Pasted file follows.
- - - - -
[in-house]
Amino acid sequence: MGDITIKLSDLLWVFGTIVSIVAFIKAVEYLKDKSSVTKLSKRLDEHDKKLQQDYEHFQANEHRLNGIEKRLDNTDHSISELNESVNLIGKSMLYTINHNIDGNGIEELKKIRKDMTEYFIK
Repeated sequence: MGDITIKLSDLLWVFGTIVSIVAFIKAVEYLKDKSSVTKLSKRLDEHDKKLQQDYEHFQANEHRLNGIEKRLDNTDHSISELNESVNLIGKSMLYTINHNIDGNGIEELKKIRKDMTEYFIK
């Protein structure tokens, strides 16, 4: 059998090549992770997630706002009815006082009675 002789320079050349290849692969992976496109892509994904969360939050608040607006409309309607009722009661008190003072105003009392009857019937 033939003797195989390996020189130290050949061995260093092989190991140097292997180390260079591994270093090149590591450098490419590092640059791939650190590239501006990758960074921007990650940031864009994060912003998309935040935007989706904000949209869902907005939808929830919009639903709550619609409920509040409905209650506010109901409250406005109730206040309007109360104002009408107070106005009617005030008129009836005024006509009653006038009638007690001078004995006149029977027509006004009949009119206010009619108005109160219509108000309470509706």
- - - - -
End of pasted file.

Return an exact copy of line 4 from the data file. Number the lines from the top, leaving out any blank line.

């Protein structure tokens, strides 16, 4: 059998090549992770997630706002009815006082009675 002789320079050349290849692969992976496109892509994904969360939050608040607006409309309607009722009661008190003072105003009392009857019937 033939003797195989390996020189130290050949061995260093092989190991140097292997180390260079591994270093090149590591450098490419590092640059791939650190590239501006990758960074921007990650940031864009994060912003998309935040935007989706904000949209869902907005939808929830919009639903709550619609409920509040409905209650506010109901409250406005109730206040309007109360104002009408107070106005009617005030008129009836005024006509009653006038009638007690001078004995006149029977027509006004009949009119206010009619108005109160219509108000309470509706």